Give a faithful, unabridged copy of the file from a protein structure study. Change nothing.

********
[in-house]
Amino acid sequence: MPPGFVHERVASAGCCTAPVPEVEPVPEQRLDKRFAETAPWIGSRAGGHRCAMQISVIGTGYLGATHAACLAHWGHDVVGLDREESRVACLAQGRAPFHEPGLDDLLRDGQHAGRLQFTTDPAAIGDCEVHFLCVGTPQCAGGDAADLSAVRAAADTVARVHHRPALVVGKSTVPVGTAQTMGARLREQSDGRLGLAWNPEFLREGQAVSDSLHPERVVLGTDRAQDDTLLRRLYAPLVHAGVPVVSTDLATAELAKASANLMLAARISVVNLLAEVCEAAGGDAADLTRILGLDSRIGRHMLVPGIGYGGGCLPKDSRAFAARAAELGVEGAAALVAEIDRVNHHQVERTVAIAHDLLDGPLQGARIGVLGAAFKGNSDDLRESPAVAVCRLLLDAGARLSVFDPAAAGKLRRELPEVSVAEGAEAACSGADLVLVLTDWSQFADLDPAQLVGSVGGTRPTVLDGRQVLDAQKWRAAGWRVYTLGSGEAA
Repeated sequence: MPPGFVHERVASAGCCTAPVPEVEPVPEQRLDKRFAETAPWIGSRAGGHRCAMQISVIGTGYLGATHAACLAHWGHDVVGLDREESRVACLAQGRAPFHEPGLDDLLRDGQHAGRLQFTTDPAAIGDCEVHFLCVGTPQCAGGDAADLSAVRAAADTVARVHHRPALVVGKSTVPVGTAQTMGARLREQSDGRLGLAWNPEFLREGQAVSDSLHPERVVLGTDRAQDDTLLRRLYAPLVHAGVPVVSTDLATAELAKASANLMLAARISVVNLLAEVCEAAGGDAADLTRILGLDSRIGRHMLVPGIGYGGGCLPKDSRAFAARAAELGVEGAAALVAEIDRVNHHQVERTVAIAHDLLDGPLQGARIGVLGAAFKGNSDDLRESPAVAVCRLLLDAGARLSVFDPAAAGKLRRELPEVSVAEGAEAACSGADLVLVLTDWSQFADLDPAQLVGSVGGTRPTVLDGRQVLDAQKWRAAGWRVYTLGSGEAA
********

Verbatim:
[in-house]
Amino acid sequence: MPPGFVHERVASAGCCTAPVPEVEPVPEQRLDKRFAETAPWIGSRAGGHRCAMQISVIGTGYLGATHAACLAHWGHDVVGLDREESRVACLAQGRAPFHEPGLDDLLRDGQHAGRLQFTTDPAAIGDCEVHFLCVGTPQCAGGDAADLSAVRAAADTVARVHHRPALVVGKSTVPVGTAQTMGARLREQSDGRLGLAWNPEFLREGQAVSDSLHPERVVLGTDRAQDDTLLRRLYAPLVHAGVPVVSTDLATAELAKASANLMLAARISVVNLLAEVCEAAGGDAADLTRILGLDSRIGRHMLVPGIGYGGGCLPKDSRAFAARAAELGVEGAAALVAEIDRVNHHQVERTVAIAHDLLDGPLQGARIGVLGAAFKGNSDDLRESPAVAVCRLLLDAGARLSVFDPAAAGKLRRELPEVSVAEGAEAACSGADLVLVLTDWSQFADLDPAQLVGSVGGTRPTVLDGRQVLDAQKWRAAGWRVYTLGSGEAA
Repeated sequence: MPPGFVHERVASAGCCTAPVPEVEPVPEQRLDKRFAETAPWIGSRAGGHRCAMQISVIGTGYLGATHAACLAHWGHDVVGLDREESRVACLAQGRAPFHEPGLDDLLRDGQHAGRLQFTTDPAAIGDCEVHFLCVGTPQCAGGDAADLSAVRAAADTVARVHHRPALVVGKSTVPVGTAQTMGARLREQSDGRLGLAWNPEFLREGQAVSDSLHPERVVLGTDRAQDDTLLRRLYAPLVHAGVPVVSTDLATAELAKASANLMLAARISVVNLLAEVCEAAGGDAADLTRILGLDSRIGRHMLVPGIGYGGGCLPKDSRAFAARAAELGVEGAAALVAEIDRVNHHQVERTVAIAHDLLDGPLQGARIGVLGAAFKGNSDDLRESPAVAVCRLLLDAGARLSVFDPAAAGKLRRELPEVSVAEGAEAACSGADLVLVLTDWSQFADLDPAQLVGSVGGTRPTVLDGRQVLDAQKWRAAGWRVYTLGSGEAA